Skip to main content

Disaster can strike at any moment, and it’s important to be prepared. Fires can be a particularly devastating danger for both homes and businesses, destroying not only the building but everything in it. Even items that survive the flames can be damaged by the smoke, soot, and even the water used to extinguish the fire.

When preparing for the possibility of a fire, it’s important to remember that your first line of defense is to make sure that your building is up to code. Doing so can help reduce the risk of fire while also promoting safety for the people who use the building.

While you can do everything possible to prevent a fire, there is still a chance that a fire may occur. To protect your business or home, here are a few things you should do to make recovering your losses easier in the event of a fire:

Figure out who will assist in managing the crisis — If a fire breaks out in your home, it’s already clear who will be handling the brunt of the crisis. However, if your business catches fire, you can have a team of trusted employees in place to help you manage the crisis. Tasks for this group can include coming up with safety plans for saving lives in the event of a fire. They can also be in charge of managing communications after the fact and coordinating employees to make sure that the business keeps running.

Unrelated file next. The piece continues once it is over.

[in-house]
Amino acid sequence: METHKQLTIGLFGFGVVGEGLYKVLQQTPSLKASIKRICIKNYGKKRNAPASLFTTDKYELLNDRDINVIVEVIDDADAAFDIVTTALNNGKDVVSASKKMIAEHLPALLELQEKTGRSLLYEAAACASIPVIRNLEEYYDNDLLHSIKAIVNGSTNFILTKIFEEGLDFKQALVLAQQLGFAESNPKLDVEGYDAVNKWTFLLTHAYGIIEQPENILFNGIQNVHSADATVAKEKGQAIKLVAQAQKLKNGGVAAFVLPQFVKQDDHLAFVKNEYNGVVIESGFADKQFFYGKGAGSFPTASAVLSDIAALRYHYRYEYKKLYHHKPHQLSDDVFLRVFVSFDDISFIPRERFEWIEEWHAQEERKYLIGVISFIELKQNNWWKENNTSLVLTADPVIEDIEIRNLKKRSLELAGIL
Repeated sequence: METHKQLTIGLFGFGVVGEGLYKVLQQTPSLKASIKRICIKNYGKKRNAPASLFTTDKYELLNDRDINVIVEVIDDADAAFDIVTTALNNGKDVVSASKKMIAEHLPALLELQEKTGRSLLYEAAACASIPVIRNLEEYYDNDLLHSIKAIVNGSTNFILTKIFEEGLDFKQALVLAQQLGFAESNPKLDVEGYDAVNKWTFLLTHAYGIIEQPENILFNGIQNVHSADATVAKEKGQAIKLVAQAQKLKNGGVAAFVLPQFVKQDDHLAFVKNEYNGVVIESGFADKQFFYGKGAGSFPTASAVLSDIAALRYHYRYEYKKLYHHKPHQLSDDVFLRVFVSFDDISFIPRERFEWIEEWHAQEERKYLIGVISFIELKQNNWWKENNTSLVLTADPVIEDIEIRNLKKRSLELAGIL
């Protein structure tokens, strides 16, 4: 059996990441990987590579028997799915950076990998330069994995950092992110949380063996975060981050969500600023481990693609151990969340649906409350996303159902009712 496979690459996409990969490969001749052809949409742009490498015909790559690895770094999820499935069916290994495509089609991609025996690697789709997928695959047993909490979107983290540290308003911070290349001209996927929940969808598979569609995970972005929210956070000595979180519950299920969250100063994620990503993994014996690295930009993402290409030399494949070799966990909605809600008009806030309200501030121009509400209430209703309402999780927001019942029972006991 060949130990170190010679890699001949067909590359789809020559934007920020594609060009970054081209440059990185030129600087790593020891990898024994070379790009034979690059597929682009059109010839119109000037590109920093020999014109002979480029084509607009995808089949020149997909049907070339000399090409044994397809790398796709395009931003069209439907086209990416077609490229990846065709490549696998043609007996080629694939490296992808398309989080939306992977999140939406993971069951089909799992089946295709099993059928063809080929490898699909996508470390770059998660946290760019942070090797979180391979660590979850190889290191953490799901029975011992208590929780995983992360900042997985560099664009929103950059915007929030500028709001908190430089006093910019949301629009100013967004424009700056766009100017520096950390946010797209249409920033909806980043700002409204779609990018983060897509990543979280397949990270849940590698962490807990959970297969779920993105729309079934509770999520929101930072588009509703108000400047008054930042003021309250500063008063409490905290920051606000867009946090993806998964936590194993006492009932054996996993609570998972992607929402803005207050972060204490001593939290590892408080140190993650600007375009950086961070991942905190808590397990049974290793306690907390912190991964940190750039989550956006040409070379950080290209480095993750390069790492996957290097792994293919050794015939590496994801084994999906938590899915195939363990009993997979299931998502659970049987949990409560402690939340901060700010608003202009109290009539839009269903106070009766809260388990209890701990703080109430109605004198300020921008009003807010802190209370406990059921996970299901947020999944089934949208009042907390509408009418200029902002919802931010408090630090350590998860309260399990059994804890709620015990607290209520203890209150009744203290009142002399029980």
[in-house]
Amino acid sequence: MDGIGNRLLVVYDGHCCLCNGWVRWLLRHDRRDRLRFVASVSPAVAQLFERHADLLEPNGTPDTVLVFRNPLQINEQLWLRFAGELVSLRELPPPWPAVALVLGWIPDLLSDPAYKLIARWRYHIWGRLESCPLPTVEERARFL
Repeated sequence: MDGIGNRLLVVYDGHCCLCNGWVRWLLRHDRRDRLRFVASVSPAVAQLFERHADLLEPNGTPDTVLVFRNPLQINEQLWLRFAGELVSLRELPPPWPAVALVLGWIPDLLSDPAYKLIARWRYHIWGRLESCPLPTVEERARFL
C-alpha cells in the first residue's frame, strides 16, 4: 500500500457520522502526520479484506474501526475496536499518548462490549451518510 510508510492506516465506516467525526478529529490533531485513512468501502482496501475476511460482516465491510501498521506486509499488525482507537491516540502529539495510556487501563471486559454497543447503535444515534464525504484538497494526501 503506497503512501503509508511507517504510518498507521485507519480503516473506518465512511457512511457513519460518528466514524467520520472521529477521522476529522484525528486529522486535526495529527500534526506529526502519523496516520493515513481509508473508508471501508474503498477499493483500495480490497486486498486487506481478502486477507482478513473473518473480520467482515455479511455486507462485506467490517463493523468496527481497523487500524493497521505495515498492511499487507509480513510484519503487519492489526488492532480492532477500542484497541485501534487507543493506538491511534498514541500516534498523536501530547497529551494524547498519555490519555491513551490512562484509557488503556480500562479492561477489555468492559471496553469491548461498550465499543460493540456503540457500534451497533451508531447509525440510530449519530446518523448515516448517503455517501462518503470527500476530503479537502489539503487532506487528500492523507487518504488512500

Create a disaster recovery plan — It’s essential to have a clear idea of what you will do if a fire breaks out and destroys your property, including who you plan to call to clean up after the fire. You can also mark the valuable property in the building to indicate what is most worth saving. A team with no clear disaster recovery plan will be in chaos in the aftermath of a fire.

Document everything in your building — If a fire happens, you will want to make sure that you have a record of everything in the building so that when it comes time to replace those items, you already have a list of what you need. You should keep this list somewhere other than your business so that in the even to a fire, it won’t be compromised.

Asses the risks to your home or business — Some things can put your home or business at a higher risk, like the age of the building, the age of the wiring, or the age of equipment you may have inside the business or home. It’s also important to look at how a fire would impact your property in the short and long term.

Have an insurance policy — If a fire does break out, you will be grateful if you have an insurance policy in place that covers everything. However, don’t fall into the pitfall of never updating your policy. If your business grows, make sure that your policy takes that growth into account and covers the actual value of your property and everything within.

Making emergency fire preparations takes a lot of effort, but it will pay dividends. Having plans and systems in place will not only protect those who occupy your building but will also help you recover what you’ve lost faster.